A week before Christmas, the gifts were distributed in prison. The men here are delighted by the gifts. This day is also a visiting day for their wives and their children and that is the reason for their best clothing, also for the prisoners. Being imprisoned in Colombia is not a disgrace, but rather a hero status.

It is crowded in front of the prison of Barranquilla

Foster parent

Rosita is the only employee of the foundation. She also offers Spanish lessons for the mostly European volunteers who decide to stay at Ipauratu for a few weeks. Since this year she has also been a foster parent - also with support from the foundation - and has been assigned five children by the government. 'State children', children who were taken from their parents by the state because they lived in dire circumstances. Think of drugs, abuse, and sexual abuse.

The Colombian government screens foster parents extensively; not everyone is capable of having them. For example, they must already have a fixed income, and the subsidy they receive must really go to the children. There is strict control over that. Rosita has to communicate in advance about every outing she wants to take with the children. The state's children are being watched by the state. Protected.

Children therefore do not stay long with one and the same foster parent and the chance of adoption is always present. “People here are very different from the Netherlands. Children here are considered mature and independent much earlier, children are not actually allowed to be children. We do have toys in the house, we think play is important. We are exceptional in this,” explains Inten Hoek.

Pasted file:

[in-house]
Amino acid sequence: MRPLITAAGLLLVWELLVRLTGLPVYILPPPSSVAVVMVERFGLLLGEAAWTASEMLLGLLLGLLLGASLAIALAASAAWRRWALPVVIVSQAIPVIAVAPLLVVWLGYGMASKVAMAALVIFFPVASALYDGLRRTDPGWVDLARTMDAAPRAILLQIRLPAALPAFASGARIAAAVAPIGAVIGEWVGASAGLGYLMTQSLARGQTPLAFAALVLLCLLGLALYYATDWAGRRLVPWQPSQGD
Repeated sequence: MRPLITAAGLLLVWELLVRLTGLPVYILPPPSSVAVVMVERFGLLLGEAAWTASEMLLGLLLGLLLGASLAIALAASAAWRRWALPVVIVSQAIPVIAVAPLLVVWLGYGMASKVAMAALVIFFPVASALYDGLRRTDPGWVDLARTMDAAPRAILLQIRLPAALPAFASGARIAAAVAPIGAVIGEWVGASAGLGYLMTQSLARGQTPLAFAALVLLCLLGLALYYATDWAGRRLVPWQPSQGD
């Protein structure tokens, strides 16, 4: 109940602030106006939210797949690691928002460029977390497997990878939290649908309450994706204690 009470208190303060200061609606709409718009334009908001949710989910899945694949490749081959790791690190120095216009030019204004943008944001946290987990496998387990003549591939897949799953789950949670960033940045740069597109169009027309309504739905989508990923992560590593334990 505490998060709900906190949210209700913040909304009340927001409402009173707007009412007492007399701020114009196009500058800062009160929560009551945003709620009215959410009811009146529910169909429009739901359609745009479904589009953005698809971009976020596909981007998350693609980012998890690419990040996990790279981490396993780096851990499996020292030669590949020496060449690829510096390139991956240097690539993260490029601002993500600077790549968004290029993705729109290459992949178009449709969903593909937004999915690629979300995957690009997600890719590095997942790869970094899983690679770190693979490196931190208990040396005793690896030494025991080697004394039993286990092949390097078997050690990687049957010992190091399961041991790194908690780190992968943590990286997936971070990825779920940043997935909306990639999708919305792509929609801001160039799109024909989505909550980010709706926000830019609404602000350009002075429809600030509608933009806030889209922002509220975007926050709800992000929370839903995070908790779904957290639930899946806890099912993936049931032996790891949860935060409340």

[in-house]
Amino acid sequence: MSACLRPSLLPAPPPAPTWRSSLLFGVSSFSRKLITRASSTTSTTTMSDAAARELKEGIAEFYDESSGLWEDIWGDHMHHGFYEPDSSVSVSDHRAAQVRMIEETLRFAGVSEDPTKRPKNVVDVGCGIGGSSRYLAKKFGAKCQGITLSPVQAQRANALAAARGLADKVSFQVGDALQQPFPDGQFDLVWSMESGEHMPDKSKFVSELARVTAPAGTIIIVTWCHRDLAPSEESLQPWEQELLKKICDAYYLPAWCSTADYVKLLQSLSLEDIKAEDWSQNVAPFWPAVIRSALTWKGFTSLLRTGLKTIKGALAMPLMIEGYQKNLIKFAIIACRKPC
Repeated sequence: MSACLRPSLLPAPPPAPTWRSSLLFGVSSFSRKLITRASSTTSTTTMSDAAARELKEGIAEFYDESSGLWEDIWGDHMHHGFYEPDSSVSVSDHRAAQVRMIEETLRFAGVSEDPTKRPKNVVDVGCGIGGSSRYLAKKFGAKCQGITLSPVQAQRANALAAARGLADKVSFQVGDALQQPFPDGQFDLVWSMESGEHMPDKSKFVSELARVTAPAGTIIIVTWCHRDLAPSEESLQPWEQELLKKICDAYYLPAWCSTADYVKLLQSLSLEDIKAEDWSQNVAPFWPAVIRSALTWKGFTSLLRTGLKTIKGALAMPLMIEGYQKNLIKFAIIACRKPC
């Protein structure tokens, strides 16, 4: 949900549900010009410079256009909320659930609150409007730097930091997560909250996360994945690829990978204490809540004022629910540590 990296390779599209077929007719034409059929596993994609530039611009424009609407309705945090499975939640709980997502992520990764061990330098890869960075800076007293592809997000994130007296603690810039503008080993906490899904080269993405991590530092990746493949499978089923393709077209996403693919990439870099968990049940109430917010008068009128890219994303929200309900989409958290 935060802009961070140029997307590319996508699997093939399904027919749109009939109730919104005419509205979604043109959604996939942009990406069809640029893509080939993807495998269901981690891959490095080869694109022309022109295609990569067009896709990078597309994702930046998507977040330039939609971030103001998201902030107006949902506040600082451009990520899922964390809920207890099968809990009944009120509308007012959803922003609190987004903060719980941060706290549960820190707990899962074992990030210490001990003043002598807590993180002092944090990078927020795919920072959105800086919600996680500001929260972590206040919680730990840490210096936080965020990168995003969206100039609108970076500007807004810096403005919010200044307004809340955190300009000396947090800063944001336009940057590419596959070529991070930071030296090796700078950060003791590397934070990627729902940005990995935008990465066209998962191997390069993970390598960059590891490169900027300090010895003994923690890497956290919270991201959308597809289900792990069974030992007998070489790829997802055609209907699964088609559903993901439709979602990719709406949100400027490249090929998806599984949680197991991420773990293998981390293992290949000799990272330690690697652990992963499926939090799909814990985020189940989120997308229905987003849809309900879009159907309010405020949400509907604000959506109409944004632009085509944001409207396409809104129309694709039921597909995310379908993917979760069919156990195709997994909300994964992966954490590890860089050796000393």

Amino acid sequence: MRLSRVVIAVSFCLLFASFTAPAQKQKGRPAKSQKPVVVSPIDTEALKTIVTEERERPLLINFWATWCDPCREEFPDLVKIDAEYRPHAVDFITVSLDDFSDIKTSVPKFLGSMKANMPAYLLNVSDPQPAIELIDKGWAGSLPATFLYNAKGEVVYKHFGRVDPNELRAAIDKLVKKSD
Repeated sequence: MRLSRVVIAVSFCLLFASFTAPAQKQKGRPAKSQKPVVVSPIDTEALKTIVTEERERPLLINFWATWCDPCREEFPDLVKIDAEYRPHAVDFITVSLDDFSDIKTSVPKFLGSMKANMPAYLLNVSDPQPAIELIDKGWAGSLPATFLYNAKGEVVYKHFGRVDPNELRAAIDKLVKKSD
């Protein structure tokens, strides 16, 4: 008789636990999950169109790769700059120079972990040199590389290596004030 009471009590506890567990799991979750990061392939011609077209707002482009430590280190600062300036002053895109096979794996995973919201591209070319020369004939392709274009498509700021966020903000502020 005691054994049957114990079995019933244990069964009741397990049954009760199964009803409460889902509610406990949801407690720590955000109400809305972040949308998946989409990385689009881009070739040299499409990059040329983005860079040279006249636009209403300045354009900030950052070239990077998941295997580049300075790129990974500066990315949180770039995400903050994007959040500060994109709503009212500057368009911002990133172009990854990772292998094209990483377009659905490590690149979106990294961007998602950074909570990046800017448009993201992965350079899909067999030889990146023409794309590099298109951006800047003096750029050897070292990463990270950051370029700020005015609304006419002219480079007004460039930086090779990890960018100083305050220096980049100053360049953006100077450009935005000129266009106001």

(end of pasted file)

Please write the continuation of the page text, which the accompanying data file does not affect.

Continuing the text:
Rosita with the children. Escarlet is the girl with the white dress

State children

Rosita's five children are remarkably sweet. There is no discord when the bus is stuck in a traffic jam for an hour and a half, there is no disappointment when a water park suddenly turns out to be closed and they are delighted when they see the sea at Porto Colombia. They seem to embrace every day, without genuinely looking forward to anything: after all, disappointment is never far away. Everything is good for the kids; they behave in an exemplary manner.

A selfie with the toughest kid in town


4-year-old Escarleth is one of five. She emphatically seeks Miss Rosita's attention. Shy and insecure, she clings to her arm. From this protective position, she secretly looks for new impressions. Rosita consciously does not allow too much bonding: any moment the girl will move again. To another foster home. Or through adoption, perhaps the best option. Attachment would therefore be an obstacle. Traumatic perhaps.

Escarleth's mother recently got a new boyfriend, who assaulted the little girl several times. That is why she is now a child of the state. It may explain her quest for attention. It also explains her insecurity. Hopefully, she will regain that parental love before Christmas. On Friday, Rosita learns that Escarleth was adopted by an American couple; she will continue her life in Oklahoma. She will leave on Monday. From this day on, bonding and love are important again.

But then Colombia comes into play again. Where there is a green light for the Americans in Barranquilla, it turns red again in Bogota. The wife of the American couple is too young at 26 years old, the adoption is canceled. Escarleth flies back to Rosita. Maybe it will be Italy. Nothing is sure.

Steven van Beek
Steven van Beek